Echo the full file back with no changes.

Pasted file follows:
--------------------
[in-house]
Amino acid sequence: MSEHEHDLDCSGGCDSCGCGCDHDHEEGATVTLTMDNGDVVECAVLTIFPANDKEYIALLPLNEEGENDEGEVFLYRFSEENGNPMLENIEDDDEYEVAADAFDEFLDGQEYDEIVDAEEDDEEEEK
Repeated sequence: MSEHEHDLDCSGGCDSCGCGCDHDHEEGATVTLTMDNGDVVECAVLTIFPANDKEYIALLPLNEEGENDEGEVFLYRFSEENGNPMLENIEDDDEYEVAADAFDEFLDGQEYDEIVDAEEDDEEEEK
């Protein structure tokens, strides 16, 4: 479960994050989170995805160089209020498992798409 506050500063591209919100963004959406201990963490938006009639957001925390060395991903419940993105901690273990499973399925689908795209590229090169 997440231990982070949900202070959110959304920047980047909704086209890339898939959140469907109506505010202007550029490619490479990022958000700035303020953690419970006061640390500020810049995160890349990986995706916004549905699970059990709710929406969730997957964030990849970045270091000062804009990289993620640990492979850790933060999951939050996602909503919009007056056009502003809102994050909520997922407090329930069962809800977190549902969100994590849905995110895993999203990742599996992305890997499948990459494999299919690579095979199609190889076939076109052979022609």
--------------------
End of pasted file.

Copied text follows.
[in-house]
Amino acid sequence: MSEHEHDLDCSGGCDSCGCGCDHDHEEGATVTLTMDNGDVVECAVLTIFPANDKEYIALLPLNEEGENDEGEVFLYRFSEENGNPMLENIEDDDEYEVAADAFDEFLDGQEYDEIVDAEEDDEEEEK
Repeated sequence: MSEHEHDLDCSGGCDSCGCGCDHDHEEGATVTLTMDNGDVVECAVLTIFPANDKEYIALLPLNEEGENDEGEVFLYRFSEENGNPMLENIEDDDEYEVAADAFDEFLDGQEYDEIVDAEEDDEEEEK
């Protein structure tokens, strides 16, 4: 479960994050989170995805160089209020498992798409 506050500063591209919100963004959406201990963490938006009639957001925390060395991903419940993105901690273990499973399925689908795209590229090169 997440231990982070949900202070959110959304920047980047909704086209890339898939959140469907109506505010202007550029490619490479990022958000700035303020953690419970006061640390500020810049995160890349990986995706916004549905699970059990709710929406969730997957964030990849970045270091000062804009990289993620640990492979850790933060999951939050996602909503919009007056056009502003809102994050909520997922407090329930069962809800977190549902969100994590849905995110895993999203990742599996992305890997499948990459494999299919690579095979199609190889076939076109052979022609």